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My dear Douglas, Mary Butts and a performance of letters

All the blank pages in the archive

There are billions of pages in the archives. But how many are blank - have nothing on them at all? There are 84 blank pages of Butts's letters to Douglas and Malin Goldring. Well, 83 actually; one has some numbers (perhaps a calculation of expenses?) scribbled small in the corner of the otherwise blank page. This page is hiding somewhere in the 84 images below. And, as you see, many of the other blank pages don't actually appear to be blank: the ink bleeds through from the other side of the page. So how do we think through these objects - blank, empty, but not completely?

Preserving the complete object

"In the majority of cases, we scan both sides of every page/leaf, including books that may have blank pages/endpapers. The exception being UVic thesis as they are always printed on only one side. We don’t usually scan the verso of items such as letters, or documents that are blank (absolutely nothing) on the verso. This is then noted in the README file. ie Where the verso of the documents/letters are blank, the blank page has not been digitized."

– Kathy Mercer, Supervisor, Digitization Centre, UVic libraries


The blank pages are often scanned to record the complete object - looking to ensure preservation and offer greater access to "materials." But how many people really look at the blank pages?


The blank pages of the Butts letters were not scanned by UVic Special Collections. The images you see are from a smart phone camera, created for this digital display case. Though, as we have discovered, while searching for Mary Butts's many letters, university libraries sometimes send scans of the blank pages as well. The practice seems to vary between institutions and perhaps between employees whose task it is to scan.

Becoming aware of the material page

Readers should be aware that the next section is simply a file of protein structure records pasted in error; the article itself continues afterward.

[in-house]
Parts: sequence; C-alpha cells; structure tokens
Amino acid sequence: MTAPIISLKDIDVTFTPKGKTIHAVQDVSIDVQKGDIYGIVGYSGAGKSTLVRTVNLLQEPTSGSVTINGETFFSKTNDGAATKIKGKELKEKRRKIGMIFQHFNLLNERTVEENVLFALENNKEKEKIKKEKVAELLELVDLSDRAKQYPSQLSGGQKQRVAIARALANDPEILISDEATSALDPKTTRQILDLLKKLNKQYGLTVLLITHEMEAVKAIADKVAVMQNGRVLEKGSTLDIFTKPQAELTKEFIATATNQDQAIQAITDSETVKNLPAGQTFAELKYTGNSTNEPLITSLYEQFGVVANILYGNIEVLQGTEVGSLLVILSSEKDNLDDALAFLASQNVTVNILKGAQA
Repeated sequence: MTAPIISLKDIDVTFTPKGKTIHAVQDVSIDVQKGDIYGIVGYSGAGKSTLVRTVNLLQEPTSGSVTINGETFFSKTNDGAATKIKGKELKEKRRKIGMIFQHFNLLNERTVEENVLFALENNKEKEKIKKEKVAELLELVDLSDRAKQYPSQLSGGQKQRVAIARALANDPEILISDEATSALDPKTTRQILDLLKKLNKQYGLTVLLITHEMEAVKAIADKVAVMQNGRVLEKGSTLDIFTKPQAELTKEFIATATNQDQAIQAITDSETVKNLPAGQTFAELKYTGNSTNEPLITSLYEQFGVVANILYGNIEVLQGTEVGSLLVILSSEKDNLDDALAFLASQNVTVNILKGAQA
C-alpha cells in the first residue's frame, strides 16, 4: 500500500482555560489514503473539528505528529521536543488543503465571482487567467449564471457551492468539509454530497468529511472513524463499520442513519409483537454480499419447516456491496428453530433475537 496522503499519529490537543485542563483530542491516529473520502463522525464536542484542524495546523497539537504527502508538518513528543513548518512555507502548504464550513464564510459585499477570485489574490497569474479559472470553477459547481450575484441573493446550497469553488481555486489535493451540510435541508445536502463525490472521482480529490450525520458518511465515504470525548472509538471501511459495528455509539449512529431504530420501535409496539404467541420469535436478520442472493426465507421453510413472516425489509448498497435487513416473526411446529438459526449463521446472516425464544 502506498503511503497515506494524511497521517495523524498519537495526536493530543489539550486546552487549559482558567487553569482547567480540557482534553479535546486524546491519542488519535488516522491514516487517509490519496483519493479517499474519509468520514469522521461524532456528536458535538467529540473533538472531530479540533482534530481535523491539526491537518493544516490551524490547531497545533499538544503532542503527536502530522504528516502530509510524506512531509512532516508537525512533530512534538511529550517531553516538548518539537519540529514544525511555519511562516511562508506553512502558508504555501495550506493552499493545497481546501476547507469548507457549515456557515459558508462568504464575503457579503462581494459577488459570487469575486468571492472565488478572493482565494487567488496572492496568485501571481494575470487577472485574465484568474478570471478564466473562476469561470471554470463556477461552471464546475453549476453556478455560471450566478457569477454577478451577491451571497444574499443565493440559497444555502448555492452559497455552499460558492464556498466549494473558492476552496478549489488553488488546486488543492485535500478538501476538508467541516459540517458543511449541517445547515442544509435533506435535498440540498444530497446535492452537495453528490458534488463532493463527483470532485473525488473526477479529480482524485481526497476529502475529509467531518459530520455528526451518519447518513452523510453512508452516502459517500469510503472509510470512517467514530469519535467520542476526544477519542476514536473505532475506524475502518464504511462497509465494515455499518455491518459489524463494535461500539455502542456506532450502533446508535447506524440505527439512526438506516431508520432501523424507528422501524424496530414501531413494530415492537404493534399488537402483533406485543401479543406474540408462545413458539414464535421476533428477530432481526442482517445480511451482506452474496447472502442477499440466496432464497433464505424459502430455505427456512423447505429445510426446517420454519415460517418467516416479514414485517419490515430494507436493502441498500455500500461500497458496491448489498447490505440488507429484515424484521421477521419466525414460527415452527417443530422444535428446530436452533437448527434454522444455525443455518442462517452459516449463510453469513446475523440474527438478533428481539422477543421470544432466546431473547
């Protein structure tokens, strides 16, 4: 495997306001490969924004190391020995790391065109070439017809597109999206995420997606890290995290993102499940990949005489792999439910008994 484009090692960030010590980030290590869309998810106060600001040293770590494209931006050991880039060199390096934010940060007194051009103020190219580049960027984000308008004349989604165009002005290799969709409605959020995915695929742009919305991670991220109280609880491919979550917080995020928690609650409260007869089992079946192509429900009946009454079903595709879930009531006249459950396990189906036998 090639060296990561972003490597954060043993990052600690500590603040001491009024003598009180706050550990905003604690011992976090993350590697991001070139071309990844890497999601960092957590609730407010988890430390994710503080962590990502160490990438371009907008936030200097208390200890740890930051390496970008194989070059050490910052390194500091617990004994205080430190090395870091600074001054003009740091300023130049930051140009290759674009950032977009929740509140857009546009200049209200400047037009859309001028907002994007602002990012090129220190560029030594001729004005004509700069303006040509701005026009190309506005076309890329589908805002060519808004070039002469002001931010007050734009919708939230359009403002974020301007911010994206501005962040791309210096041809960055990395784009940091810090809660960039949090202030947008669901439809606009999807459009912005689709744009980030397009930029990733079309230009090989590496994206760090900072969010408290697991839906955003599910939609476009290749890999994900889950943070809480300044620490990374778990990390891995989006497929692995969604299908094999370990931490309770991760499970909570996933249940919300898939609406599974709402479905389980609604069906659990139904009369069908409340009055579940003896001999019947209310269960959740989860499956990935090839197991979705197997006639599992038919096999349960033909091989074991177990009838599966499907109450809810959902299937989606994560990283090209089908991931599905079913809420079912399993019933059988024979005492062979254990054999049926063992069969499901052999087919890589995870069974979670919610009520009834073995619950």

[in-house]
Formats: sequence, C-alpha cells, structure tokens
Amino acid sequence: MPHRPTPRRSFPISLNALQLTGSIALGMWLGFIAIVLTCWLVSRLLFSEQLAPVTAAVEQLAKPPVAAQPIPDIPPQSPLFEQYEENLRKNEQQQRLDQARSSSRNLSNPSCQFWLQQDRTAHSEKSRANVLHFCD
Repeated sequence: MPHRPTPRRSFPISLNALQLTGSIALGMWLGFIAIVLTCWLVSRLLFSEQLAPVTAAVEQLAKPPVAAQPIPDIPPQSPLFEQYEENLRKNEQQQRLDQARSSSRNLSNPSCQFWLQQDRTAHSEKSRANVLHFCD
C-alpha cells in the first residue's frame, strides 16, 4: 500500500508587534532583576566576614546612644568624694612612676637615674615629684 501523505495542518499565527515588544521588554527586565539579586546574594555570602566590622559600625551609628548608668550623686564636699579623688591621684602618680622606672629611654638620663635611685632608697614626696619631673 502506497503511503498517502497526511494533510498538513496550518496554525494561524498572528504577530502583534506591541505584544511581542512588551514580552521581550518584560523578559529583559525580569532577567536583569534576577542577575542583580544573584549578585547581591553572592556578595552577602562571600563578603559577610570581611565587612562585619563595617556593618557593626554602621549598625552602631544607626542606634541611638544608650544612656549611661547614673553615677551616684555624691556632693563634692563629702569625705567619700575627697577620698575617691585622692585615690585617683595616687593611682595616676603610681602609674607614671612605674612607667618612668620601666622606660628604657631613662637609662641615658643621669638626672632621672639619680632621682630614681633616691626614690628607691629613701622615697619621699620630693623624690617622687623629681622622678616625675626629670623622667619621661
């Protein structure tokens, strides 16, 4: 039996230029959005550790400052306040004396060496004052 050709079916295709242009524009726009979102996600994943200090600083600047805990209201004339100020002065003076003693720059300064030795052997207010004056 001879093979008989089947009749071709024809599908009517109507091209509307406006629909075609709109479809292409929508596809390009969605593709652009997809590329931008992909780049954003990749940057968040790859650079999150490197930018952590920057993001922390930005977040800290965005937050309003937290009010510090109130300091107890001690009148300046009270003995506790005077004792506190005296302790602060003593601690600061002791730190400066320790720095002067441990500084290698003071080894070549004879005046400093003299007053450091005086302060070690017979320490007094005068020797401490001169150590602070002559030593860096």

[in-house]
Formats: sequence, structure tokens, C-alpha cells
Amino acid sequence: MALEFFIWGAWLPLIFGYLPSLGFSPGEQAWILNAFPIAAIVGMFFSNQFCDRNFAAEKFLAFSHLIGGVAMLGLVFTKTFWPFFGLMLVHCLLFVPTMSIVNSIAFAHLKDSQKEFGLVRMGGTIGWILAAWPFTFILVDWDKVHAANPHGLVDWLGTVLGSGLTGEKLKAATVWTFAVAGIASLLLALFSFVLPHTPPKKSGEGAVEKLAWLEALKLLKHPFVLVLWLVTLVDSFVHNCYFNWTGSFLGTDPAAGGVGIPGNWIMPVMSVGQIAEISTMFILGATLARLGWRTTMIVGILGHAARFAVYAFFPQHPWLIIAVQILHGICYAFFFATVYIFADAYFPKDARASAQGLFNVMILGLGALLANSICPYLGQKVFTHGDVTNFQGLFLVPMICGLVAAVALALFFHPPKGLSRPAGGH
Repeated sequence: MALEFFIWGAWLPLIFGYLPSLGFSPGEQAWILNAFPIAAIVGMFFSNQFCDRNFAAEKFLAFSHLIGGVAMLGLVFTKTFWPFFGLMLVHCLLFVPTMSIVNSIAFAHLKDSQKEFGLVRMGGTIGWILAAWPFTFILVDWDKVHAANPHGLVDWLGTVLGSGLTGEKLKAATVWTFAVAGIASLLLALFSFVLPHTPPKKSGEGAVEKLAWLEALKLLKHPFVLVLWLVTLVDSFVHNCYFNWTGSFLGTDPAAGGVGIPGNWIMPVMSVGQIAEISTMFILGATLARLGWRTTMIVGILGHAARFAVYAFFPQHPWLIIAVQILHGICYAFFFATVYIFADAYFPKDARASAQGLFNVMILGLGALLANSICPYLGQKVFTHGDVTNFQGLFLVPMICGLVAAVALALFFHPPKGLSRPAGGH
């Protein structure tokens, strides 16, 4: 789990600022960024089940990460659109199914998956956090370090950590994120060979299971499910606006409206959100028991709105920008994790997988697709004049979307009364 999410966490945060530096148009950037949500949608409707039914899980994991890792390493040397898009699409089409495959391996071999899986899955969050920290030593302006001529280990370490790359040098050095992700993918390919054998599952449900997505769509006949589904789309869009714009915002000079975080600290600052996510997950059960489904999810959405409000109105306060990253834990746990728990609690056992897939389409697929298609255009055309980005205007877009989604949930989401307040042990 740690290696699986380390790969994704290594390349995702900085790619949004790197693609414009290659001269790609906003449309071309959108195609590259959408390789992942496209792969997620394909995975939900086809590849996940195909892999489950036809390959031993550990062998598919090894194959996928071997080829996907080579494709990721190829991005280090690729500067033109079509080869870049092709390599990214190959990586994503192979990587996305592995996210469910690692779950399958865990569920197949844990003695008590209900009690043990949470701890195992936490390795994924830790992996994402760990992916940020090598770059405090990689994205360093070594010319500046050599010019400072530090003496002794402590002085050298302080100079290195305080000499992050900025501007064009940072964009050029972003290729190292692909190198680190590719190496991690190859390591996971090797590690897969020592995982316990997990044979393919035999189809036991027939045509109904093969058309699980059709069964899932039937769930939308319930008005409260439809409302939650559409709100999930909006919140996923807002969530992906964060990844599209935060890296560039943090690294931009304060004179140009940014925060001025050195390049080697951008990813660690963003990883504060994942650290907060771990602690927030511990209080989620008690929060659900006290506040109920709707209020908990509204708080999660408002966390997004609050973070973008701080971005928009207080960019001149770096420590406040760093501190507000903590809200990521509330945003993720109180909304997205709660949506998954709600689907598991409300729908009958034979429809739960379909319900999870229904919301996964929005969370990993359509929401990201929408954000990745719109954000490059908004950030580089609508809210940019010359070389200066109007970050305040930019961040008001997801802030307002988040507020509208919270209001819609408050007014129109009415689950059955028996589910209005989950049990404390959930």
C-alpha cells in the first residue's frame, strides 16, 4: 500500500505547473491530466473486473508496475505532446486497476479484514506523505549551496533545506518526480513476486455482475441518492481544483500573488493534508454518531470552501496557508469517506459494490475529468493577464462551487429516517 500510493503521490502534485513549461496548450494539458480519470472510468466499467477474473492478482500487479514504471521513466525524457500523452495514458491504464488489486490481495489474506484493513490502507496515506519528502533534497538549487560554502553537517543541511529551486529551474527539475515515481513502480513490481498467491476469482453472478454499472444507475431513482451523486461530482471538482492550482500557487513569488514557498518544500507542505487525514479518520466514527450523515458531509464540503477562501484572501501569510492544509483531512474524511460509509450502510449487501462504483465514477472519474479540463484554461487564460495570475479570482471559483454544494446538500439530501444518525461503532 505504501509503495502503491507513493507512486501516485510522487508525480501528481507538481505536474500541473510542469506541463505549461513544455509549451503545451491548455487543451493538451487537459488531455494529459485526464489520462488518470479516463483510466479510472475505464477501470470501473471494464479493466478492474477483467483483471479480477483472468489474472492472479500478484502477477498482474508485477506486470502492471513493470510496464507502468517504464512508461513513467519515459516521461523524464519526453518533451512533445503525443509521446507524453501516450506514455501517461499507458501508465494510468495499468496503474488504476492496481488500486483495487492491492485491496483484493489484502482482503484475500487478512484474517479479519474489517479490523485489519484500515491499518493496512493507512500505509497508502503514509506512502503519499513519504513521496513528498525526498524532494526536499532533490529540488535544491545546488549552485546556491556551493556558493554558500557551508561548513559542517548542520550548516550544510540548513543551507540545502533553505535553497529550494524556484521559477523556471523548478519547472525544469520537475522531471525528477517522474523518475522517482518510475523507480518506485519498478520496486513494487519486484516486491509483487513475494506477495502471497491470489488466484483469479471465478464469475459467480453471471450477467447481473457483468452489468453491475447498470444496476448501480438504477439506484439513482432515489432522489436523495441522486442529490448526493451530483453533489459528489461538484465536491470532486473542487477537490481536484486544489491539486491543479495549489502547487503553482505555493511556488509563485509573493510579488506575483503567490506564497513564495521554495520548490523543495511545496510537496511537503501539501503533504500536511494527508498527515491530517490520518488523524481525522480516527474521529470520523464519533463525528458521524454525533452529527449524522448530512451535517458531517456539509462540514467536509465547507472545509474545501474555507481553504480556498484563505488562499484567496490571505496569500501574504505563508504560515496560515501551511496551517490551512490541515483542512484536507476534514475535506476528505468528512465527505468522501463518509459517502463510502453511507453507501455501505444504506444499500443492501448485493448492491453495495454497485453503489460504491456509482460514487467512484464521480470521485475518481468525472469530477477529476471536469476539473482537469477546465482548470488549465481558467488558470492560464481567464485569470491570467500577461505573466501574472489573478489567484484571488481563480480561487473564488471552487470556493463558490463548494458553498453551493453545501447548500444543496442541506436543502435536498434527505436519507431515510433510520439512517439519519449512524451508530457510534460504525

In the process of photographing the 84 (well, 83) blank pages of the letters for this digital exhibit, I became, almost paradoxically, increasingly aware of the materiality of the pages - conscious of stains, rips, tattered and worn edges, marks from what were perhaps paper clips or metal binders. And then the different types of paper. Some so thin that they could only be inscribed on one side or risk a confusion of words. The words that do come through the paper make the writer at her desk a more visceral presence, her hand pressing down with a pen.

Hauntings and things possible never realized

The blank pages seem haunted by text from the other side. How many other documents in the archives carry similar manifestations? The thinest of paper looks as though it has been written upon, the blank page a mirror of the other side with every word backwards, offering some conjuration in unknown but familiar language.


The blank pages speak to the possibility of something to come, or words beginning to emerge but never fully formed. They remind us of what we read or don't read as critics onto the page of another.


And the scans of the blank pages? Even more ghostly of forms. Blank images of blank paper, now unmoored from their physical selves and repositories. Do the blank pages of Mary Butts's letters conjure forth the archive, the room, and the library they came from?

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